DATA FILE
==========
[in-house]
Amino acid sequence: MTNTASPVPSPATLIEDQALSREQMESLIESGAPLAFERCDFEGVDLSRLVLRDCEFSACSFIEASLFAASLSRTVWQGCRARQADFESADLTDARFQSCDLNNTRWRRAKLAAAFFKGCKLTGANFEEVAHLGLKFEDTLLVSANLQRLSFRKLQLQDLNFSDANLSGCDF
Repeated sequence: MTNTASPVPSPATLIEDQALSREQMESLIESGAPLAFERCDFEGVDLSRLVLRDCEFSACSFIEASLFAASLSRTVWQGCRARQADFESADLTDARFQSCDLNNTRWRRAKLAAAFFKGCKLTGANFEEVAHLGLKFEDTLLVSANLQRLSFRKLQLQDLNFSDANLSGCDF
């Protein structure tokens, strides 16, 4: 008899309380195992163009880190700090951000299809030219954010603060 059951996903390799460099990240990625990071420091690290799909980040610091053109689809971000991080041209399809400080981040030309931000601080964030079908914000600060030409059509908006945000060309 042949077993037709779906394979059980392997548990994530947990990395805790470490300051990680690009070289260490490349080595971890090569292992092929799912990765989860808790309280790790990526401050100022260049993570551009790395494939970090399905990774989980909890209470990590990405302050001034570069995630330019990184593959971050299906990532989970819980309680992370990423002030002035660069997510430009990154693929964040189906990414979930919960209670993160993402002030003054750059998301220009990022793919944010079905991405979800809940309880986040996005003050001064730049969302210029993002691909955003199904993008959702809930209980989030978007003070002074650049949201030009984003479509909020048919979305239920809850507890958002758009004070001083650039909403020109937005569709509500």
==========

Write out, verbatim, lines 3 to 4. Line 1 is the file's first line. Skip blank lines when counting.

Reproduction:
Repeated sequence: MTNTASPVPSPATLIEDQALSREQMESLIESGAPLAFERCDFEGVDLSRLVLRDCEFSACSFIEASLFAASLSRTVWQGCRARQADFESADLTDARFQSCDLNNTRWRRAKLAAAFFKGCKLTGANFEEVAHLGLKFEDTLLVSANLQRLSFRKLQLQDLNFSDANLSGCDF
């Protein structure tokens, strides 16, 4: 008899309380195992163009880190700090951000299809030219954010603060 059951996903390799460099990240990625990071420091690290799909980040610091053109689809971000991080041209399809400080981040030309931000601080964030079908914000600060030409059509908006945000060309 042949077993037709779906394979059980392997548990994530947990990395805790470490300051990680690009070289260490490349080595971890090569292992092929799912990765989860808790309280790790990526401050100022260049993570551009790395494939970090399905990774989980909890209470990590990405302050001034570069995630330019990184593959971050299906990532989970819980309680992370990423002030002035660069997510430009990154693929964040189906990414979930919960209670993160993402002030003054750059998301220009990022793919944010079905991405979800809940309880986040996005003050001064730049969302210029993002691909955003199904993008959702809930209980989030978007003070002074650049949201030009984003479509909020048919979305239920809850507890958002758009004070001083650039909403020109937005569709509500």